Performance trade-offs in manufacturing plants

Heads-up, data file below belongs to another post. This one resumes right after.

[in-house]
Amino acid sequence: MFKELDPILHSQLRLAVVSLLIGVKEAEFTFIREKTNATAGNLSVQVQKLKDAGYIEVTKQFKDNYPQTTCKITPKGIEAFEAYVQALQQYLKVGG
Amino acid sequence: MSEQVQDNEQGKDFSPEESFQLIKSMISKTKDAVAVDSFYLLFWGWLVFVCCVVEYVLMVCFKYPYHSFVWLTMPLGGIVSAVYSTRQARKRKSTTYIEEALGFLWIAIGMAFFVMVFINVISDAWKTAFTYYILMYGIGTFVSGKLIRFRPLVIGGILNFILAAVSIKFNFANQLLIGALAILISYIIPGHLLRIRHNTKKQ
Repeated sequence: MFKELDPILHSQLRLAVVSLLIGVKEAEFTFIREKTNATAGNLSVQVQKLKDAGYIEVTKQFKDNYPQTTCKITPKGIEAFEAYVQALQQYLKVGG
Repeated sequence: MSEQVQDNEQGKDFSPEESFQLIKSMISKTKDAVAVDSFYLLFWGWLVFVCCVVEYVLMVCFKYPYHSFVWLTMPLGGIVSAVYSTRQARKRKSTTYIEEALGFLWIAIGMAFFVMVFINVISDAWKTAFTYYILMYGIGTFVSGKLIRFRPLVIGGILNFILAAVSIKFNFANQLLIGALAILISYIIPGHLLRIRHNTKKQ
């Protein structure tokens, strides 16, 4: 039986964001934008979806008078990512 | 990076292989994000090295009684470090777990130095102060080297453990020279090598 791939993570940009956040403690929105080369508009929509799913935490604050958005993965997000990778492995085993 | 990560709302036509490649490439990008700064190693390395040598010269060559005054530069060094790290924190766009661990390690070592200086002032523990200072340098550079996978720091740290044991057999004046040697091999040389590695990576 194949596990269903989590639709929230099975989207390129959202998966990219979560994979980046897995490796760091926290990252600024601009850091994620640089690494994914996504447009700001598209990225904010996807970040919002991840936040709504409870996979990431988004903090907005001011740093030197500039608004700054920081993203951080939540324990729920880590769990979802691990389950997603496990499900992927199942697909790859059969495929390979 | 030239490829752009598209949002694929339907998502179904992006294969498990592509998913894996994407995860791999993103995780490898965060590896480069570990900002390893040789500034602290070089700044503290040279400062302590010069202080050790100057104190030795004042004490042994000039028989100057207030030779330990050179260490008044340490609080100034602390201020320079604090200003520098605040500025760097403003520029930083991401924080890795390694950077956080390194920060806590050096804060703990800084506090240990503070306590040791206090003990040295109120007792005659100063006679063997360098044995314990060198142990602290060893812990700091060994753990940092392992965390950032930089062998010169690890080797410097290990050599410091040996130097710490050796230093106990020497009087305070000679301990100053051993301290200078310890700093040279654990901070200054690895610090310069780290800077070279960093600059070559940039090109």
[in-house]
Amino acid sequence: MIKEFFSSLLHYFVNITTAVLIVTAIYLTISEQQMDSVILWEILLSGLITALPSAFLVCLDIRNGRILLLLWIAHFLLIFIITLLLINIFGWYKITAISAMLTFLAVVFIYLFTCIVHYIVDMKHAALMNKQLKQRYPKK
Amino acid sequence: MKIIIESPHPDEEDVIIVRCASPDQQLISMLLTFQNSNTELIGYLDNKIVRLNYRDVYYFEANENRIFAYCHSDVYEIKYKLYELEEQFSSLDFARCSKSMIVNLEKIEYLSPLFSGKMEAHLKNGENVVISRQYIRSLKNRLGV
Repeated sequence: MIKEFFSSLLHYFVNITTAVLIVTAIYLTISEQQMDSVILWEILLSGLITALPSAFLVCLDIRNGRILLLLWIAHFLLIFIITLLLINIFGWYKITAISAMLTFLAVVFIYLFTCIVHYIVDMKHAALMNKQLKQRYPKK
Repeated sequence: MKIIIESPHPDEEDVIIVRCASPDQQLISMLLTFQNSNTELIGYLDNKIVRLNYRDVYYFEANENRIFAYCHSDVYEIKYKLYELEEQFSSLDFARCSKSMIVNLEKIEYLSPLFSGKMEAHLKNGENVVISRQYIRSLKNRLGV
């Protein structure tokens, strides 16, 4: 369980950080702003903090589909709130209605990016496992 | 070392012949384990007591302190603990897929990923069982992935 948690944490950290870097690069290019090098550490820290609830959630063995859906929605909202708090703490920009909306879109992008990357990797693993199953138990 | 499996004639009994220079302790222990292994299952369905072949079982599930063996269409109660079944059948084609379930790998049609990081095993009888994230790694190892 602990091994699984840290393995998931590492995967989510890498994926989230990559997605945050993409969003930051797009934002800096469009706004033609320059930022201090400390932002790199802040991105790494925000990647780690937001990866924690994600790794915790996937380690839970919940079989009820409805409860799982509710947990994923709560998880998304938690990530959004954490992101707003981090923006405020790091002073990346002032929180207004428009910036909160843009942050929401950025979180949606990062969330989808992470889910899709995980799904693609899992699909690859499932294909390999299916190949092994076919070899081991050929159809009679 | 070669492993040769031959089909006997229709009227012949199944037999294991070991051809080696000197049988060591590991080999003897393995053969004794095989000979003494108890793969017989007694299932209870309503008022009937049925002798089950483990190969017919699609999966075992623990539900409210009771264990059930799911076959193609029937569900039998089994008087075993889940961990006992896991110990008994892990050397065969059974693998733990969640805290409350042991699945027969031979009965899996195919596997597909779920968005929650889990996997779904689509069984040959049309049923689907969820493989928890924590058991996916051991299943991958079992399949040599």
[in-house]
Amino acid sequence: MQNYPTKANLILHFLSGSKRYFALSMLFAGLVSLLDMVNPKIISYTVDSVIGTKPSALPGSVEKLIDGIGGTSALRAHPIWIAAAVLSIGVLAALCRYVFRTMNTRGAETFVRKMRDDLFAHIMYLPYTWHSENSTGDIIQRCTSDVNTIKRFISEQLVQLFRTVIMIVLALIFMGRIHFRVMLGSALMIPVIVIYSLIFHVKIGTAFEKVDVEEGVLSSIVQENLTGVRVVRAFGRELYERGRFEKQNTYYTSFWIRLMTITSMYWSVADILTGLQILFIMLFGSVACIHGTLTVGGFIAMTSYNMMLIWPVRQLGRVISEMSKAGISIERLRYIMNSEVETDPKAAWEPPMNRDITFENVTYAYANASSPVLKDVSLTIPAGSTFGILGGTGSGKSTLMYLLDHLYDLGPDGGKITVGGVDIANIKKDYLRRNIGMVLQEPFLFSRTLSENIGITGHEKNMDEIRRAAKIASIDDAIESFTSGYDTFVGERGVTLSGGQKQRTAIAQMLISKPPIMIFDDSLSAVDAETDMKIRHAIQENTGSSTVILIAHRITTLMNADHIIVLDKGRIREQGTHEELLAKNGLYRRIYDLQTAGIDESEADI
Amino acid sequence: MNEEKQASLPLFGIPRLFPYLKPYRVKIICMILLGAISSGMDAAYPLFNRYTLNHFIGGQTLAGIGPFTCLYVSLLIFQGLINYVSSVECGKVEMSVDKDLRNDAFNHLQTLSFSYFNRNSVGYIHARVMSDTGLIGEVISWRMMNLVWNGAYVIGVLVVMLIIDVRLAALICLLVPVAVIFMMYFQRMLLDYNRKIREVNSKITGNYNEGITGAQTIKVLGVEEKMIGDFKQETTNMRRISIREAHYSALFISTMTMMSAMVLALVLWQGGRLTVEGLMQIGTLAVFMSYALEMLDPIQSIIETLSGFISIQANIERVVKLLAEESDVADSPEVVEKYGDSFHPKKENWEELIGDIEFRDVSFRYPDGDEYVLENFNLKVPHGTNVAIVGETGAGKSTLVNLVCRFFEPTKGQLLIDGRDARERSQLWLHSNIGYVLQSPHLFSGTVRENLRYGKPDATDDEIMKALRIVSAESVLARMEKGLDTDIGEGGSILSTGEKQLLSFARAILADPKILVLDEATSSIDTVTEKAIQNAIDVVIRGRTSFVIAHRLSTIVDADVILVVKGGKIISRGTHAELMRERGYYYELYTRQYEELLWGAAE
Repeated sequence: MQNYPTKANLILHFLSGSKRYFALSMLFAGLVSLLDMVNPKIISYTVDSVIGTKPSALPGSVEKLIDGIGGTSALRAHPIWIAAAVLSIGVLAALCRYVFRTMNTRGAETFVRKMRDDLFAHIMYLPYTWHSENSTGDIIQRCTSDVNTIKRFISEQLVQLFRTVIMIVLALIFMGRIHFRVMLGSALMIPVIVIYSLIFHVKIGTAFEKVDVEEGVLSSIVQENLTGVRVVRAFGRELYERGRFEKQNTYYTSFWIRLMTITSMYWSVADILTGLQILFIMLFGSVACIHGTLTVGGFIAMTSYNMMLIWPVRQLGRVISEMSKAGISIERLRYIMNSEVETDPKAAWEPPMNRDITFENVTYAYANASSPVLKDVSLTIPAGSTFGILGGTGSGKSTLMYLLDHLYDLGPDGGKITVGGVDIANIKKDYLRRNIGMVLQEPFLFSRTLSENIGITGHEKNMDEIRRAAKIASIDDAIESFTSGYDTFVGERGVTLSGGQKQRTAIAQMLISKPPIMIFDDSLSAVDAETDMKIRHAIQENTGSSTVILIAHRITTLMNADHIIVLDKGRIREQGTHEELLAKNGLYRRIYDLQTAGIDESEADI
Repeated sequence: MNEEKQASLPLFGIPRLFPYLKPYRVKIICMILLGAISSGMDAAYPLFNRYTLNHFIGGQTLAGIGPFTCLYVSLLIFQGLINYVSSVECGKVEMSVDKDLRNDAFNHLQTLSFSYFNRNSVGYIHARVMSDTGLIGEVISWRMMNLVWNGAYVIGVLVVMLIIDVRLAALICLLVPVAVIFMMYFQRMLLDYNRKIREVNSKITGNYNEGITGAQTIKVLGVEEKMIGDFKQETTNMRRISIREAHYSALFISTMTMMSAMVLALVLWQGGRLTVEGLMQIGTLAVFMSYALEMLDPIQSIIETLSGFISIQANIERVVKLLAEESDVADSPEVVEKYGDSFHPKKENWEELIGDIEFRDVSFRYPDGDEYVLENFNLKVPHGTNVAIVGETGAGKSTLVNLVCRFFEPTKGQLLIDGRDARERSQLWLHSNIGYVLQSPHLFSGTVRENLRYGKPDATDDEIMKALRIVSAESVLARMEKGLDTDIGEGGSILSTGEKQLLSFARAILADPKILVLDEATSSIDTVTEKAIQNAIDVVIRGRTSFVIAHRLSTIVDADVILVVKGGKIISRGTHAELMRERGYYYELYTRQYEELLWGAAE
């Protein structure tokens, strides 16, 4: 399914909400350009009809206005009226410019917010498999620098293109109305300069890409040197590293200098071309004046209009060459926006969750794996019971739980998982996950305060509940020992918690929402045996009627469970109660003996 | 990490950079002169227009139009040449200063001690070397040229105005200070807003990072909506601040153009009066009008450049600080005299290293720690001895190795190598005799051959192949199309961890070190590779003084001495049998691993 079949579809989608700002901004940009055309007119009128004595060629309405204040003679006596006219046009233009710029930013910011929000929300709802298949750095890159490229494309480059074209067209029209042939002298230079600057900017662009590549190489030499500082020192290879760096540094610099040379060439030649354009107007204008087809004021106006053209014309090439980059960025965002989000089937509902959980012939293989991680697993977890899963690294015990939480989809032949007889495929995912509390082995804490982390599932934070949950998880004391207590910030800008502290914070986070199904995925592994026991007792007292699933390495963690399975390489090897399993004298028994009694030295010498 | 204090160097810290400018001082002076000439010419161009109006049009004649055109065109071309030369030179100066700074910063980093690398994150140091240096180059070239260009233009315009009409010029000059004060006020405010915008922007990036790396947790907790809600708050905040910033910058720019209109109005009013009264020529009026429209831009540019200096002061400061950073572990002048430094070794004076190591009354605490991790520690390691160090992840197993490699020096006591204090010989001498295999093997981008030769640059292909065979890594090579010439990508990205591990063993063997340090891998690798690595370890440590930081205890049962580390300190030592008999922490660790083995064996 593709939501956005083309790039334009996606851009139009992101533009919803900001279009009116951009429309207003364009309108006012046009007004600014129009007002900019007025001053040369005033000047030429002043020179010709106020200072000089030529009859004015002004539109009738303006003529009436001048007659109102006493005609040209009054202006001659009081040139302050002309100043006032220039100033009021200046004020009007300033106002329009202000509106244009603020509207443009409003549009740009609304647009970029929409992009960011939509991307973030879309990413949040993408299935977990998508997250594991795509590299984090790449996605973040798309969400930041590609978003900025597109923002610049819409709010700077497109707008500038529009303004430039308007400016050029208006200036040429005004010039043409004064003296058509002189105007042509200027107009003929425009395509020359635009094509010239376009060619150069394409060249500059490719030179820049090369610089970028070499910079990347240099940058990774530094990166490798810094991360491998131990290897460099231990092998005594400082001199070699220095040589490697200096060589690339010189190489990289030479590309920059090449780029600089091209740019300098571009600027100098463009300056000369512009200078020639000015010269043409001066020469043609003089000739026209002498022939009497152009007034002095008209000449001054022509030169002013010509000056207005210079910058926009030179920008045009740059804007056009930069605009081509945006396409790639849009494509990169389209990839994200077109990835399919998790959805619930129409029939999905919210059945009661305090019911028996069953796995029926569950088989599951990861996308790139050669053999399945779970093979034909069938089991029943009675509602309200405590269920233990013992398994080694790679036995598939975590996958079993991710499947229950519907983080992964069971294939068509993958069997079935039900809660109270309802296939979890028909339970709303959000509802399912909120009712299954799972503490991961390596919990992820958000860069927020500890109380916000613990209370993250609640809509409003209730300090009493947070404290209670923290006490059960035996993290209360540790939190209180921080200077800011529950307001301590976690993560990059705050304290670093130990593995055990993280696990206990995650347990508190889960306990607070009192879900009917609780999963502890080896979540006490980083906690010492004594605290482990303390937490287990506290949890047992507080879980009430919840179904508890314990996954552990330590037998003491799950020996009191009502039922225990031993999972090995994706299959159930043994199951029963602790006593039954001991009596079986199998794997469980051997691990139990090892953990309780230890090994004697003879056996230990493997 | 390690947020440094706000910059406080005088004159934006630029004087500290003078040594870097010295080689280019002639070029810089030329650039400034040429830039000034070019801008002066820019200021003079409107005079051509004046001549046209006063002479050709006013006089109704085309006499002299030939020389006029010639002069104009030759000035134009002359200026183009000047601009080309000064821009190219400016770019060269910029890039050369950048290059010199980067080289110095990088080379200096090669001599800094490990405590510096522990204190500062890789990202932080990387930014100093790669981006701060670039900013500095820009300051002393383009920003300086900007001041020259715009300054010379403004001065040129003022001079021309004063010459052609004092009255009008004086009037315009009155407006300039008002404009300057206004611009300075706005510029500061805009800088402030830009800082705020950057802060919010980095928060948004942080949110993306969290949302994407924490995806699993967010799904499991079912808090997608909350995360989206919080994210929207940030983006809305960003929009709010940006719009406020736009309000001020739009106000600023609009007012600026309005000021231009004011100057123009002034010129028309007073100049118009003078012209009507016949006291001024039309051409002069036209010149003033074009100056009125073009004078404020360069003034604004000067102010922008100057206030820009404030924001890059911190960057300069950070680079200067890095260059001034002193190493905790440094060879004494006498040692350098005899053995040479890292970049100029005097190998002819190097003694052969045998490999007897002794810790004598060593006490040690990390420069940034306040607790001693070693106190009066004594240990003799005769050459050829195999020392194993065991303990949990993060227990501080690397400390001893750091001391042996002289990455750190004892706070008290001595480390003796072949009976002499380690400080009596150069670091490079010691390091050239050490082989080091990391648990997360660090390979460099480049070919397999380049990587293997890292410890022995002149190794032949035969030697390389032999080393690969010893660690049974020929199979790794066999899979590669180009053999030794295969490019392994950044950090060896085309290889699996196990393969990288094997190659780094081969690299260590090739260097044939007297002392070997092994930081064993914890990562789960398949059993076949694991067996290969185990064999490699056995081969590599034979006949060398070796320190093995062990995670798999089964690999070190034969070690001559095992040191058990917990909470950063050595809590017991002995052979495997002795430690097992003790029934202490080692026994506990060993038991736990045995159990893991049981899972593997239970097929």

If manufacturing organisations are to remain competitive they must continuously improve their levels of operating performance. In order to do this, operations managers must understand which are the key drivers that are most effective at creating performance improvements and how the various measures of operating performance interact. The research addresses both of these issues. First it attempts to identify the key drivers that seem most effective in achieving increases in overall operating performance. Then it explores the relationship between the levels of performance for different operating measures in the same manufacturing plant. The basis of the research was a database of 953 UK manufacturing plants. These plants had all participated in the UK Best Factory Awards database during the years 1993- 1996. The plants were grouped into 6 industrial categories. The plants in each industrial category were then ranked for each performance measure and divided into three equal-sized groups of high, medium and low performers. The groups of high and low performers were then compared in order to identify characteristics that were statistically different for the two groups. The high performers were found to put a greater emphasis on continuous improvement, involving a higher proportion of the workforce in this activity. The workforce was also more flexible in terms of the range of tasks that they were competent to carry out. The high performers exhibited much less variability in their processes with greater adherence to schedule, more consistent processing times, lower scrap rates and more reliable supplier deliveries. Using the results of this analysis in combination with an analysis of the literature on the characteristics of high performing plants a tentative model was constructed attempting to show how these characteristics would impact on operating performance. The model suggested that improvements in unit manufacturing cost, quality consistency, speed of delivery and delivery reliability would be positively correlated. The model also suggested that the size of the product range would be negatively correlated with unit manufacturing cost, quality consistency, speed of delivery and delivery reliability. The database was used to test for statistical correlations between measures of these aspects of performance and the results provided general support for both of these propositions. Six of the plants in the database were visited and staff responsible for planning, purchasing and production were interviewed. The objective was to test whether the conclusions reached on the basis of statistical analysis could also be validated at individual plants. There was general support for the differences in the characteristics of high and low performing plants. There was also general support for the propositions that plants achieve similar performance on unit manufacturing cost, quality consistency, speed of delivery and delivery reliability relative to plants in the same industrial sector and that increasing the size of the product range adversely affects unit manufacturing cost, quality consistency, speed of delivery and delivery reliability.